Kordell certainly got a quick hook in 2002. While that might reek of a knee jerk reaction, during the Latin American broadcast of Steelers-Colts Monday Night game later that season Raul Alegree shared this insight:
Hablé con Bill Cowher sobre Kordell Stewart, y él me dijo que no quisiera cambiar a su mariscal, pero sentí que tendría que hacerlo, porque Kordell Stewart había perdido la confianza del resto de los miembros del equipo.

For those of you who do not speak Spanish, Allegre revealed that Cowher had told him he hadn’t wanted to bench Stewart, but felt he had no choice because he sensed that Stewart had lost the confidence of the locker room.

That revelation reported by Allegre, which to my knowledge was never repeated in the English language press, crystallized Cowher’s motive behind the 2002 QB change.

I’ll also add that if Allegre was somehow able to get that nugget out of Cowher in a pregame meeting, you’d have to figure Bouchette would have or should have caught wind of it too.

Neglecting DB?

Bouchette also made another debatable comment in a PG Plus Post a little while later.
The Steelers have ignored their secondary far too long. It’s imperative they stock it with some good, young talent this year.

Bouchette is absolutely correct that the Steelers must get younger and better in the secondary. But does that necessarily mean that Pittsburgh has neglected the position?

A quick look back at the Colbert Record reveals this:

2001 – No DB taken
2002 – Chris Hope, 3rd round; LaVar Glover, 7th round
2003 – Troy Polamalu, 1st round; Ike Taylor 4th round
2004 – Richardo Colclough, 2nd round;
2005 – Bryant McFadden, 2nd round;
2006 – Anthony Smith, 3rd round;
2007 – William Gay, 5th round;
2008 – Ryan Mundy, 6th round;
2009 – Keenan Lewis, 3rd round; Joe Burnett 5th round
2010 – Crezdon Butler, 5th round

In ten drafts, Kevin Colbert has seen to it that Bill Cowher or Mike Tomlin has drafted a defensive back each year, with the exception of 2001 for a total of 11 DB’s in 10 years. Six of those picks have been premium picks coming in the first three rounds.

So does Bouchette have a point…? Maybe, but as we’ll see, he fails to go far enough in making it.

Behind the Steel Curtain to Bouchette’s Rescue?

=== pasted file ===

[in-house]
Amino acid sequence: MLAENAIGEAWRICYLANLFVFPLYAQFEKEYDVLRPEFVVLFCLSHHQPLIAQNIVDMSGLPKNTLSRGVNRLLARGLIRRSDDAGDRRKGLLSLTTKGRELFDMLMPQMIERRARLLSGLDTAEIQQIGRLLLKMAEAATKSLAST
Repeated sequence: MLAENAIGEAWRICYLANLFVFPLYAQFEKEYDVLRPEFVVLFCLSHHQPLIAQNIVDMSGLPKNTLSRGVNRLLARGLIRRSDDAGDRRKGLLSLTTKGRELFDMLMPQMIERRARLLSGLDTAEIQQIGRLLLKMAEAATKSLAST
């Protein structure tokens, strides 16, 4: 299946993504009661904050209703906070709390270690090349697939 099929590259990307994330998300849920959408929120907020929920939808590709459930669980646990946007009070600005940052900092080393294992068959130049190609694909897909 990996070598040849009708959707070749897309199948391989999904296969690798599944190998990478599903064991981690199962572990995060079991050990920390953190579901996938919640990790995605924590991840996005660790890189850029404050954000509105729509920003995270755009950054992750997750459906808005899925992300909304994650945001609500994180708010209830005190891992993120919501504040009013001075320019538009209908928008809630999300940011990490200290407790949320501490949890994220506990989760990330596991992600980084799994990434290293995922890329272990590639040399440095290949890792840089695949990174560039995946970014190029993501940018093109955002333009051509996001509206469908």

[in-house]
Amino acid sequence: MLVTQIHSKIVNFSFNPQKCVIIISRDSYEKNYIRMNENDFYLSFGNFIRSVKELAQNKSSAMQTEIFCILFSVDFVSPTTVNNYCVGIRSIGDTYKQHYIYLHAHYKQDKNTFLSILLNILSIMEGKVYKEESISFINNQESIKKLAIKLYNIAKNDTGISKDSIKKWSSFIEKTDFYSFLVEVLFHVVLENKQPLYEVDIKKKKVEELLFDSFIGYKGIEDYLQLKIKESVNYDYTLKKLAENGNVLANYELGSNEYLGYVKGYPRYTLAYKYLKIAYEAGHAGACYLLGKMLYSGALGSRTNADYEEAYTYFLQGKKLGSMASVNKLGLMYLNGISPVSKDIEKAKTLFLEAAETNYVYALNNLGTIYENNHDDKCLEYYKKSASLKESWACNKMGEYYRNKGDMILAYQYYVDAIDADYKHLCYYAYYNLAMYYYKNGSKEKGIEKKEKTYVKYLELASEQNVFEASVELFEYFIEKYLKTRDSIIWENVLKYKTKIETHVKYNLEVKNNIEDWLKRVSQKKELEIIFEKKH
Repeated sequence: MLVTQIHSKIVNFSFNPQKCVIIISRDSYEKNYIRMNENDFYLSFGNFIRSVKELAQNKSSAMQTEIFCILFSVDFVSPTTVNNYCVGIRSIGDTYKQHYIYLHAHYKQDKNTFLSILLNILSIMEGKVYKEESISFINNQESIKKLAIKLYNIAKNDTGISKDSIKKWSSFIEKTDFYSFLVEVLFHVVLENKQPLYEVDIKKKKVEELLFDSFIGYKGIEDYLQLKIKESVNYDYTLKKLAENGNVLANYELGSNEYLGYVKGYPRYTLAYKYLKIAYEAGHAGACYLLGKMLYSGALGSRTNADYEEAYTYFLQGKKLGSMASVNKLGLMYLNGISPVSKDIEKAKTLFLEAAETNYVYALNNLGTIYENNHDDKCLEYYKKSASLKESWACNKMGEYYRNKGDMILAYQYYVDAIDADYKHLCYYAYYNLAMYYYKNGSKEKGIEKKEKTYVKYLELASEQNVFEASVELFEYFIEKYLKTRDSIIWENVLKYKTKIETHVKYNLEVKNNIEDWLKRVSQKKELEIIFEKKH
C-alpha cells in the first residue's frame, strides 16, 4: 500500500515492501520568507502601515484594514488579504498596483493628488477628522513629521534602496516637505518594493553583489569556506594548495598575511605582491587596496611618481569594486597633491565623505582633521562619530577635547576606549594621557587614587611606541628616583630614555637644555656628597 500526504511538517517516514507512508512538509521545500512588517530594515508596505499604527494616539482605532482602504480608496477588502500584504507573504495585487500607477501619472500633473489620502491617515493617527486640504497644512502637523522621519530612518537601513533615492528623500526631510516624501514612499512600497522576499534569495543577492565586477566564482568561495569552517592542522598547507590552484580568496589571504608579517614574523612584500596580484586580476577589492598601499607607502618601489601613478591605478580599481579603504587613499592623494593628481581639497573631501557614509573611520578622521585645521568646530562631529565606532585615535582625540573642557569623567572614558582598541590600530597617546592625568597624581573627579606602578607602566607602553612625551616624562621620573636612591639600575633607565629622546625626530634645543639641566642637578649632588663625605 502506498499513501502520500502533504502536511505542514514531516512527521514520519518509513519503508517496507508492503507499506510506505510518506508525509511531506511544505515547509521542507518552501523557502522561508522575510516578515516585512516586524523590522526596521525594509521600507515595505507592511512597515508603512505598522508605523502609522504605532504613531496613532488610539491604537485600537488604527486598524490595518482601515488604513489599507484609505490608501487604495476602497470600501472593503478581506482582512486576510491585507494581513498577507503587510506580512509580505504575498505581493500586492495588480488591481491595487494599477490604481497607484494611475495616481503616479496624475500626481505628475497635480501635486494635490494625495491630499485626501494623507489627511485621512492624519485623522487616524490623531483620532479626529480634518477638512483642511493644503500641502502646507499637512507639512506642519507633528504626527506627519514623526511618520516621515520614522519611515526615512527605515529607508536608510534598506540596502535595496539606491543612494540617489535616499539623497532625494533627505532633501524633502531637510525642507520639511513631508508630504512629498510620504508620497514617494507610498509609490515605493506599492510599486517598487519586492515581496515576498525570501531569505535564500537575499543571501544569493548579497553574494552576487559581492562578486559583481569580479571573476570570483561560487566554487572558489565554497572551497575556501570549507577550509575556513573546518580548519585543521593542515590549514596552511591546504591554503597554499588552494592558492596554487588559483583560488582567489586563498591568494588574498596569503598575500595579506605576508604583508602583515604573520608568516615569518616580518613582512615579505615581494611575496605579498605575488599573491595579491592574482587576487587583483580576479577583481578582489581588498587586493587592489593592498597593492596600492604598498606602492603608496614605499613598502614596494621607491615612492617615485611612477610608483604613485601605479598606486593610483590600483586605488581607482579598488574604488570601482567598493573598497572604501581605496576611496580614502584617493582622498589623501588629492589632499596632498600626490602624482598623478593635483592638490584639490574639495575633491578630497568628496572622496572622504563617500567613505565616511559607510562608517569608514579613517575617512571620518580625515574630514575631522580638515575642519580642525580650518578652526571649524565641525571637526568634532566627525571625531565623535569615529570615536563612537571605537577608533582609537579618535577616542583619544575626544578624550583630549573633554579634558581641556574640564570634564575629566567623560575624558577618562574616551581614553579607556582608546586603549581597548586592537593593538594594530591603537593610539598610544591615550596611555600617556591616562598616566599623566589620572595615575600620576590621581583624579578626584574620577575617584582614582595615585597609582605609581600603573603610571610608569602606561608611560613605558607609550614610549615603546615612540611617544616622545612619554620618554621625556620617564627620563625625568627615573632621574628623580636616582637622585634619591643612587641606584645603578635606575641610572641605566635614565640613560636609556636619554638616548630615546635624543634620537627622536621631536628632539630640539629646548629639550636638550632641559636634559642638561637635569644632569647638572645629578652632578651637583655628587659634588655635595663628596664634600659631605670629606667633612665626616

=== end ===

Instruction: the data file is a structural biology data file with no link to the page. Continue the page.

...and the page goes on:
Shortly after Bouchette’s comment about the Steelers “ignoring DB for too long,” Behind the Steel Curtain's Tim Gleason, aka “Mary Rose” brought the issue into perspective in compelling fashion (although Gleason did not reference Bouchette’s article.)

In keeping with this site’s policy of not stealing another writer’s thunder, we will not recite his entire argument here. Steel Curtain Rising strongly encourages you to read his article “The Importance of Shopping at the Corner Market.”

Gleason ties the Steelers need to beef up at corner by telling one of the great untold stories of the 1980’s, namely that of the San Francisco 49er’s defense.

He then goes back and quantifies the number of defensive backs that have been taken in the first and second rounds since 2006 and, well, you can see where the Steelers fall into that category by scrolling above. Going a step further, he analyzes the correlation between multiple DB selections in the first two rounds and Super Bowl success.

While going at pains to avoid criticizing the Steelers (as Gleason points out, we have been in 3 Super Bowls and won 2) his argument that the Pittsburgh needs to draft a defensive back is persuasive.

In the final analysis, both men have something to their arguments. But Tim Gleason’s nuance and depth of analysis make his piece all the more powerful.

The Watch Tower has praised Bouchette plenty and respects his work.

But as has also been asked many times before in this space, why is it that a fan site like Behind the Steel Curtain offers a much more complete analysis when contrasted with coverage in the professional press?

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Wednesday, March 23, 2011

Mike Tomlin on Super Bowl XLV Lessons

Gotta Love Mike Tomlin's flair for simplicity. The Tribune Review's Scott Brown quoted him as saying this, in reference to Super Bowl XLV:

Q: What have you learned from the Super Bowl loss?

A: If you turn the ball over you decrease your chance of winning if you don’t get any turnovers. It’s pretty obvious. When you’re minus three and you have the ball and an opportunity to win it at the end of the game, you really should consider yourself fortunate – in the big scheme of things.

Can't say it much more plain than that.

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Friday, March 18, 2011

The Dick LeBeau Coaching Tree

The story behind Carnell Lake’s return as Pittsburgh’s secondary coach did not just mark the return of a second defender from the Steelers 1989 draft class to the Steelers coaching staff.

Lake’s latest career move also confirms a latent transformation of the NFL’s defensive coaching landscape – the formation of a nascent Dick LeBeau coaching tree.

Coach Dad’s Offspring

Dick LeBeau has long been recognized as one of the revolutionary minds in defensive football. Just as Bill Walsh’s “West Coast offense” spawned two generations of offensive coordinators and any number of Super Bowl Titles, Dick LeBeau’s zone blitz and fire zones have served as an equally effective counter.

Dick LeBeau’s players have always held him in high esteem, giving him the title “Coach Dad.” Perhaps the title is fitting, because “Coach Dad” is populating the NFL’s assistant coaching ranks with his off spring.

Pundits usually tie coaching tress to head coaches. While the concept is entertaining, coaching tress frequently get distorted, resulting in such foolishness as Wikipedia entries that put Tony Dungy and Mike Tomlin on the “Bill Walsh” coaching tree when Dungy and Tomlin clearly belong on Chuck Noll’s coaching tree.